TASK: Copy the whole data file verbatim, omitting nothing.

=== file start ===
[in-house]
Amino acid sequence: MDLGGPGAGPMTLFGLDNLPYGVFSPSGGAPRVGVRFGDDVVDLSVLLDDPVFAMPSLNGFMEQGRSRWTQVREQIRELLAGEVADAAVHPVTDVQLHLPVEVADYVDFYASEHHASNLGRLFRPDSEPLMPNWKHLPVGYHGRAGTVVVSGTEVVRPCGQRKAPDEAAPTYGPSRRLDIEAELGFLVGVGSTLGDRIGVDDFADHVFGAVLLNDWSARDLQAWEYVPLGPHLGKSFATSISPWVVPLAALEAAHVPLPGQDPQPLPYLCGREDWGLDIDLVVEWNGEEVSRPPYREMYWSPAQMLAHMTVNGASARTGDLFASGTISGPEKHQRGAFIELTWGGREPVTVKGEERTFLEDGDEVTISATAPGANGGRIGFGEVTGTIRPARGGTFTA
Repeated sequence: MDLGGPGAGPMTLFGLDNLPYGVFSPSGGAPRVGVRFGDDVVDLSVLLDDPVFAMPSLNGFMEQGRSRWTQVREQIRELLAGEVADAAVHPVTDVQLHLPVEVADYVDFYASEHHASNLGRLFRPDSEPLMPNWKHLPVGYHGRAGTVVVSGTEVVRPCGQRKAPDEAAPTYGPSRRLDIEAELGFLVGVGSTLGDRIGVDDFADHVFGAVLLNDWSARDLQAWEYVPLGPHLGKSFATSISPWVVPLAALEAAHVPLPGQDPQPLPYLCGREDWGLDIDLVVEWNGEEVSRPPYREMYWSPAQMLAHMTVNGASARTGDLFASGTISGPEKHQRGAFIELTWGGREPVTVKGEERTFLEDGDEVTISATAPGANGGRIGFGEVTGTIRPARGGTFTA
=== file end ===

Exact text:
[in-house]
Amino acid sequence: MDLGGPGAGPMTLFGLDNLPYGVFSPSGGAPRVGVRFGDDVVDLSVLLDDPVFAMPSLNGFMEQGRSRWTQVREQIRELLAGEVADAAVHPVTDVQLHLPVEVADYVDFYASEHHASNLGRLFRPDSEPLMPNWKHLPVGYHGRAGTVVVSGTEVVRPCGQRKAPDEAAPTYGPSRRLDIEAELGFLVGVGSTLGDRIGVDDFADHVFGAVLLNDWSARDLQAWEYVPLGPHLGKSFATSISPWVVPLAALEAAHVPLPGQDPQPLPYLCGREDWGLDIDLVVEWNGEEVSRPPYREMYWSPAQMLAHMTVNGASARTGDLFASGTISGPEKHQRGAFIELTWGGREPVTVKGEERTFLEDGDEVTISATAPGANGGRIGFGEVTGTIRPARGGTFTA
Repeated sequence: MDLGGPGAGPMTLFGLDNLPYGVFSPSGGAPRVGVRFGDDVVDLSVLLDDPVFAMPSLNGFMEQGRSRWTQVREQIRELLAGEVADAAVHPVTDVQLHLPVEVADYVDFYASEHHASNLGRLFRPDSEPLMPNWKHLPVGYHGRAGTVVVSGTEVVRPCGQRKAPDEAAPTYGPSRRLDIEAELGFLVGVGSTLGDRIGVDDFADHVFGAVLLNDWSARDLQAWEYVPLGPHLGKSFATSISPWVVPLAALEAAHVPLPGQDPQPLPYLCGREDWGLDIDLVVEWNGEEVSRPPYREMYWSPAQMLAHMTVNGASARTGDLFASGTISGPEKHQRGAFIELTWGGREPVTVKGEERTFLEDGDEVTISATAPGANGGRIGFGEVTGTIRPARGGTFTA